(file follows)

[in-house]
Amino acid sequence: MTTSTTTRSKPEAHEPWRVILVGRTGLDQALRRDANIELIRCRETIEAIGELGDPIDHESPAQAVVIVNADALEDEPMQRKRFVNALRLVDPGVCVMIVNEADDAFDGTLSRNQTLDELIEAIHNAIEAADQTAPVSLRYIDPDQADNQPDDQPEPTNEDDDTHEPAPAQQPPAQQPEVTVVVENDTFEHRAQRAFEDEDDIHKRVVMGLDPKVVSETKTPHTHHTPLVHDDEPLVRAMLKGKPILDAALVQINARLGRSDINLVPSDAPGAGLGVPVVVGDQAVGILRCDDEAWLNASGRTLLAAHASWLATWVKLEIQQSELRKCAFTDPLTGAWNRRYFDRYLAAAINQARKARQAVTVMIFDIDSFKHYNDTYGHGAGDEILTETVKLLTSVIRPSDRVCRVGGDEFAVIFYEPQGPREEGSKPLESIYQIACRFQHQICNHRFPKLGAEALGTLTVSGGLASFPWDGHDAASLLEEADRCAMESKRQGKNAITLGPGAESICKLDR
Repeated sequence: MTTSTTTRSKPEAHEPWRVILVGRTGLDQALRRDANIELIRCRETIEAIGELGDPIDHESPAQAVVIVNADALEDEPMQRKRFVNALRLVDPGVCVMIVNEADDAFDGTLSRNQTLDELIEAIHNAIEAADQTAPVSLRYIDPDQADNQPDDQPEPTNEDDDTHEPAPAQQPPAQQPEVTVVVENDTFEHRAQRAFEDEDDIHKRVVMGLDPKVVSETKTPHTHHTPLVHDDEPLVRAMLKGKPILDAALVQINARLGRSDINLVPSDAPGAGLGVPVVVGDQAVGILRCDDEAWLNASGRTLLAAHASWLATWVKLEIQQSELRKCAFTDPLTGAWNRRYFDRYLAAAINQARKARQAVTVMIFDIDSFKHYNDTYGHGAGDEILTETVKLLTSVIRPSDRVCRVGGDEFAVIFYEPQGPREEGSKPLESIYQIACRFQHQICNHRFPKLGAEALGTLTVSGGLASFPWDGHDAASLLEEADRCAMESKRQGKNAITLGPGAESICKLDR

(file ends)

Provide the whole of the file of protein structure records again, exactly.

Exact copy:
[in-house]
Amino acid sequence: MTTSTTTRSKPEAHEPWRVILVGRTGLDQALRRDANIELIRCRETIEAIGELGDPIDHESPAQAVVIVNADALEDEPMQRKRFVNALRLVDPGVCVMIVNEADDAFDGTLSRNQTLDELIEAIHNAIEAADQTAPVSLRYIDPDQADNQPDDQPEPTNEDDDTHEPAPAQQPPAQQPEVTVVVENDTFEHRAQRAFEDEDDIHKRVVMGLDPKVVSETKTPHTHHTPLVHDDEPLVRAMLKGKPILDAALVQINARLGRSDINLVPSDAPGAGLGVPVVVGDQAVGILRCDDEAWLNASGRTLLAAHASWLATWVKLEIQQSELRKCAFTDPLTGAWNRRYFDRYLAAAINQARKARQAVTVMIFDIDSFKHYNDTYGHGAGDEILTETVKLLTSVIRPSDRVCRVGGDEFAVIFYEPQGPREEGSKPLESIYQIACRFQHQICNHRFPKLGAEALGTLTVSGGLASFPWDGHDAASLLEEADRCAMESKRQGKNAITLGPGAESICKLDR
Repeated sequence: MTTSTTTRSKPEAHEPWRVILVGRTGLDQALRRDANIELIRCRETIEAIGELGDPIDHESPAQAVVIVNADALEDEPMQRKRFVNALRLVDPGVCVMIVNEADDAFDGTLSRNQTLDELIEAIHNAIEAADQTAPVSLRYIDPDQADNQPDDQPEPTNEDDDTHEPAPAQQPPAQQPEVTVVVENDTFEHRAQRAFEDEDDIHKRVVMGLDPKVVSETKTPHTHHTPLVHDDEPLVRAMLKGKPILDAALVQINARLGRSDINLVPSDAPGAGLGVPVVVGDQAVGILRCDDEAWLNASGRTLLAAHASWLATWVKLEIQQSELRKCAFTDPLTGAWNRRYFDRYLAAAINQARKARQAVTVMIFDIDSFKHYNDTYGHGAGDEILTETVKLLTSVIRPSDRVCRVGGDEFAVIFYEPQGPREEGSKPLESIYQIACRFQHQICNHRFPKLGAEALGTLTVSGGLASFPWDGHDAASLLEEADRCAMESKRQGKNAITLGPGAESICKLDR